Our next area of priority will be to review the current state of remuneration arrangements within ADIs and insurers. Specific requirements came into force in 2010 with the goal of ensuring personal rewards appropriately take account of risk-taking behaviour. These requirements are no longer new, so we will be looking to see that after the initial period of implementation, they are now fully in force and meaningfully applied. We’ll also be comparing Australian approaches with current and emerging international thinking – not necessarily to copy what’s done offshore, but at least make sure we are fully aware of differences in industry and regulatory practices and satisfy ourselves that we are not falling ‘behind the game’ due to any inattention to the issue.


The final issue I wanted to touch on is technology, particularly as the organisers of this event were keen to make technology a theme for the discussions. There is no doubt that technology, the innovations it brings, and the way in which it is changing the way financial services are provided, are increasingly topical. But, without in any way dismissing the increasing importance of the issue, it is not new.

APRA has employed a small but proactive team of IT experts for about the past 15 years, and the effective management of technology-related issues has always been a large part of their agenda. For example, on the risk side of things we have for a long time been focussed on ensuring that boards are educated and well-informed regarding cyber-risk; management has strategies and plans to address the evolving forms of cyber-risk; firms undertake penetration testing (ethical hacking), vulnerability management and testing, and have a systematic approach to managing and securing operating systems and software; and firms are able to detect cyber incidents in a timely manner, and possess response and recovery capability for plausible scenarios. We have done this not just for APRA-regulated firms, but also on occasion for systemically-important service providers.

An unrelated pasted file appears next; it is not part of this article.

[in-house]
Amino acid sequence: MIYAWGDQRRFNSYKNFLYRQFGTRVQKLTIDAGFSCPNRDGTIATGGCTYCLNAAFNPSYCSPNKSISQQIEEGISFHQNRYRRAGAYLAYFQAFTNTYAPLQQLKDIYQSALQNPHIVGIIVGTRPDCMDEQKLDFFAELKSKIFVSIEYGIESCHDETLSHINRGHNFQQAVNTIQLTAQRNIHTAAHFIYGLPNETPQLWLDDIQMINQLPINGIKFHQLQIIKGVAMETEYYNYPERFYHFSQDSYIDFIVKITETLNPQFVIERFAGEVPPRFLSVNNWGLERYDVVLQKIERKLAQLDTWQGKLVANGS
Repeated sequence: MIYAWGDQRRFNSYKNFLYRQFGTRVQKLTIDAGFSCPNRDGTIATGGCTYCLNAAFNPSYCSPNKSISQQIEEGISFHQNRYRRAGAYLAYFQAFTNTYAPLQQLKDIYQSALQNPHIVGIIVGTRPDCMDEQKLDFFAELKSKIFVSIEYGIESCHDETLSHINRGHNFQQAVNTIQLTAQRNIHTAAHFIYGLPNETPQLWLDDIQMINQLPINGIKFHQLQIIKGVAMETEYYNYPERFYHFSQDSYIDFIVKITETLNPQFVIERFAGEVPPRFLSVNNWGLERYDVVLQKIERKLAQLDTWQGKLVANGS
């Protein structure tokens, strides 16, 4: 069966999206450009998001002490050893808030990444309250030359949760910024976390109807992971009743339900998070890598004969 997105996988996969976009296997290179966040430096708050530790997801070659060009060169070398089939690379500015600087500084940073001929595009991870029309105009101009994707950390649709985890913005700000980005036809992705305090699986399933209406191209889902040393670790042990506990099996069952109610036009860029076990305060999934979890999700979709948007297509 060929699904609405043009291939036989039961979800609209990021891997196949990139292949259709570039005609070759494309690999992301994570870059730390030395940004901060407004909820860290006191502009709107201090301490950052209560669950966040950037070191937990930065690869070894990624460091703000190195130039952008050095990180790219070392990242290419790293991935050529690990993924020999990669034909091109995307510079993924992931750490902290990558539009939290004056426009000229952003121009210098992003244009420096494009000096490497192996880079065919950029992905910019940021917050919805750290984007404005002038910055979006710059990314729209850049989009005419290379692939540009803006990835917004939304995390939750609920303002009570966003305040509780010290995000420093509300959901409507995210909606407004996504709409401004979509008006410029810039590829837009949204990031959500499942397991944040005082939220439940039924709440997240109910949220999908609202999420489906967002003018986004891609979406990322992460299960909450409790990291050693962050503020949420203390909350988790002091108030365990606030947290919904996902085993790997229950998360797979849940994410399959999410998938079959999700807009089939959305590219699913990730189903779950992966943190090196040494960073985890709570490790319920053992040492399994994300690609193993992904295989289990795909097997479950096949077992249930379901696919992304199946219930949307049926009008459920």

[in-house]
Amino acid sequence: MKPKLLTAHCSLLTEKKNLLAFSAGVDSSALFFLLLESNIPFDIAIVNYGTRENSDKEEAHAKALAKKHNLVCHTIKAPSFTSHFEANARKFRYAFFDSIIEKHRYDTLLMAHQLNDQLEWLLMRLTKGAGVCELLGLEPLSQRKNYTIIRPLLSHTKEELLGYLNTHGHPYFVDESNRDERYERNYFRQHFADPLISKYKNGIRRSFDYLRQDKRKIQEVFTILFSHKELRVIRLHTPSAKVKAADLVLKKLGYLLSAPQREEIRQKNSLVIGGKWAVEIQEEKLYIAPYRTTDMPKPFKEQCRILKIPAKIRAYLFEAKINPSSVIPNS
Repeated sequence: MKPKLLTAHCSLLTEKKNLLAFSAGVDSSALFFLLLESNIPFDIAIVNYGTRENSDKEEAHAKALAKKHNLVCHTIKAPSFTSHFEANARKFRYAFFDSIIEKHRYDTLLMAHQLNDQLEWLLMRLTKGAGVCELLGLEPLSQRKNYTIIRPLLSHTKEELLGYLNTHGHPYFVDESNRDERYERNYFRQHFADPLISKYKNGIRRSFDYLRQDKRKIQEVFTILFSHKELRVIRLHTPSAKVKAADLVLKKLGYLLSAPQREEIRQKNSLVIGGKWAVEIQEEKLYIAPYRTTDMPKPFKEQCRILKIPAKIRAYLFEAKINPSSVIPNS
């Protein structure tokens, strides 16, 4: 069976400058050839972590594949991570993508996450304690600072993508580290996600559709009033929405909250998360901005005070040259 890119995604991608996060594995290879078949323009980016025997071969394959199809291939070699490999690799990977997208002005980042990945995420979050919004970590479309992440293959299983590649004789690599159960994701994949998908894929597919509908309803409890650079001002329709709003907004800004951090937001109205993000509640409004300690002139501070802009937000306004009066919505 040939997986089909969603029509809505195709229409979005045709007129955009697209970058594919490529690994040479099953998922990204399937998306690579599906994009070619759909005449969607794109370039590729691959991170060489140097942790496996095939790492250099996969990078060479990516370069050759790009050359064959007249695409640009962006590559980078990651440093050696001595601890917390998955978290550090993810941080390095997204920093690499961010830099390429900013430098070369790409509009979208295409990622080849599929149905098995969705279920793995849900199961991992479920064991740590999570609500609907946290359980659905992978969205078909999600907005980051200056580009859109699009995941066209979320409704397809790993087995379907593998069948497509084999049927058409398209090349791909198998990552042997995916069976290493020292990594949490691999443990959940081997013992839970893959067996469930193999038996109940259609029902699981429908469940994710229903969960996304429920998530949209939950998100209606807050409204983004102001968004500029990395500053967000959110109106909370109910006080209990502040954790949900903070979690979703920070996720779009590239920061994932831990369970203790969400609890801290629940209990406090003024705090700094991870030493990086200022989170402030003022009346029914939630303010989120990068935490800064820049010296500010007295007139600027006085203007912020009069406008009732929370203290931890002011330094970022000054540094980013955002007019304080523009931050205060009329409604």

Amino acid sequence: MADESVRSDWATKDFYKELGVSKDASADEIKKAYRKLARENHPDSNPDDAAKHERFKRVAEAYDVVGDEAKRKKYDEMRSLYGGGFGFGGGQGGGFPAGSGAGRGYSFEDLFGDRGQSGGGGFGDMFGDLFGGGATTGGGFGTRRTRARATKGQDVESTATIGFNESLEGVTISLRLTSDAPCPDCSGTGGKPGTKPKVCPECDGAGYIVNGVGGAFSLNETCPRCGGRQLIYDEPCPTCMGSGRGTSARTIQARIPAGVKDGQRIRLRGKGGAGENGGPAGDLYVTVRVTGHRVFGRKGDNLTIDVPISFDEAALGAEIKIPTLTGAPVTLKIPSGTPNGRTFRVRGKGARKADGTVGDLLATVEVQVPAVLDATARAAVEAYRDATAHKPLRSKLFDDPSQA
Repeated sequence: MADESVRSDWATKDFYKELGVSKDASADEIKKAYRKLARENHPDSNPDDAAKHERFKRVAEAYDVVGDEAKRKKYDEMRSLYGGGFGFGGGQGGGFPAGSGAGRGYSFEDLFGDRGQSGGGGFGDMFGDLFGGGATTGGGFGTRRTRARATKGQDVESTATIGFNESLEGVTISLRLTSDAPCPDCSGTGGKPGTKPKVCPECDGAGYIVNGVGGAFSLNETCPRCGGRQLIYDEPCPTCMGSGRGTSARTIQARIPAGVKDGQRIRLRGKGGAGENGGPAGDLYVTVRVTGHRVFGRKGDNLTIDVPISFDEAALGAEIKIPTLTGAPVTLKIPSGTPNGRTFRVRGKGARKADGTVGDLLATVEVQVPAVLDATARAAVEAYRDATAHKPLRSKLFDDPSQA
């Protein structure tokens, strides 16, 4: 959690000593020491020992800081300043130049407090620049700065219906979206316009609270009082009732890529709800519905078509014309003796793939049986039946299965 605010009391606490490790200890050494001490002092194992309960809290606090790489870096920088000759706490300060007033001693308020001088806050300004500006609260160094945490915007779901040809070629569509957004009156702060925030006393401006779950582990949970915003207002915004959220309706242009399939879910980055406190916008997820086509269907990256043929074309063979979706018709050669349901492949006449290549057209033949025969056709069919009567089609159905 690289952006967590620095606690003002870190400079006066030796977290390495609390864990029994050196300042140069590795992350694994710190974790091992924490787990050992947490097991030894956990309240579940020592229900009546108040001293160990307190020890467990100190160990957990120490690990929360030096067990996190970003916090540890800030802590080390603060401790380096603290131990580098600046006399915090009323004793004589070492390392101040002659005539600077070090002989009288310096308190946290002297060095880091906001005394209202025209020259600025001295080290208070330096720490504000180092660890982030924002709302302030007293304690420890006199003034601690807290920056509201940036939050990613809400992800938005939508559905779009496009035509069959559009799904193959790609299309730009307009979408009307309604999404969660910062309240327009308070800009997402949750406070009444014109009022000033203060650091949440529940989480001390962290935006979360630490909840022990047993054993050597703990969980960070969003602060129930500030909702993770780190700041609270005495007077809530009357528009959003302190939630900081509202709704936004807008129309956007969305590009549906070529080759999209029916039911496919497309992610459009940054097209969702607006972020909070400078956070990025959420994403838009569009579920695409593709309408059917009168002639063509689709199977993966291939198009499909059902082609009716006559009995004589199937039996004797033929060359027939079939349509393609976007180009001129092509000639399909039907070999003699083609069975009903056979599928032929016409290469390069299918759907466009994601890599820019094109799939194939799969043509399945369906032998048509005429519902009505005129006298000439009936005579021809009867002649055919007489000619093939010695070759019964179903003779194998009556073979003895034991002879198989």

We have used this work to develop guidance on good practice.  For example, in 2010 we published a practice guide CPG 234 Management of Security Risk in Information and Information Technology. This is both principles- and risk-based, and continues to be relevant despite the rapidly evolving environment. More recently, we have published an information paper on Outsourcing involving Shared Computing Services (including Cloud). Outsourcing of various technology functions to service providers is not new, but the information paper responds to a trend for sharing services across a larger cross-section of entities (including non-financial industry entities) and the introduction of higher-order shared computing services (e.g. software). We have no wish to try to hold back the tide; we simply wish to ensure that the risks it involves are managed adequately. That will remain a major focus in the year ahead.

As firms continue to increase the openness of their systems (including greater use of digital channels), regulators like APRA need to evolve their supervisory approaches to respond to the changing risk profile. Moreover, we also need to monitor the broader strategic shifts that are underway, given the potential for new technologies to challenge the revenue streams of existing financial firms. New entrants and innovations that nip at the heels of the existing players, and keep them on their toes, are a positive for the Australia community. We should welcome them. But we also need to watch for the emergence of new risks, and the transfer of activities outside the regulatory net that the community expects to be appropriately regulated. Like regulated firms, we regulators will also need to be on our toes.

Concluding remarks

The issues that I have discussed today will certainly keep us all busy in 2016. And that is without a large number of other items that I’ve not had time to mention. However, if we can make good progress on these six issues over the course of the next year, we will not only have achieved a great deal, we will have substantially improved the resilience of the financial system, to the benefit of the entire Australian community.





1 The upcoming changes to APRA’s securitisation standard, in which we have proposed the introduction of simple funding-only securitisations, is being designed with, amongst other things, this in mind.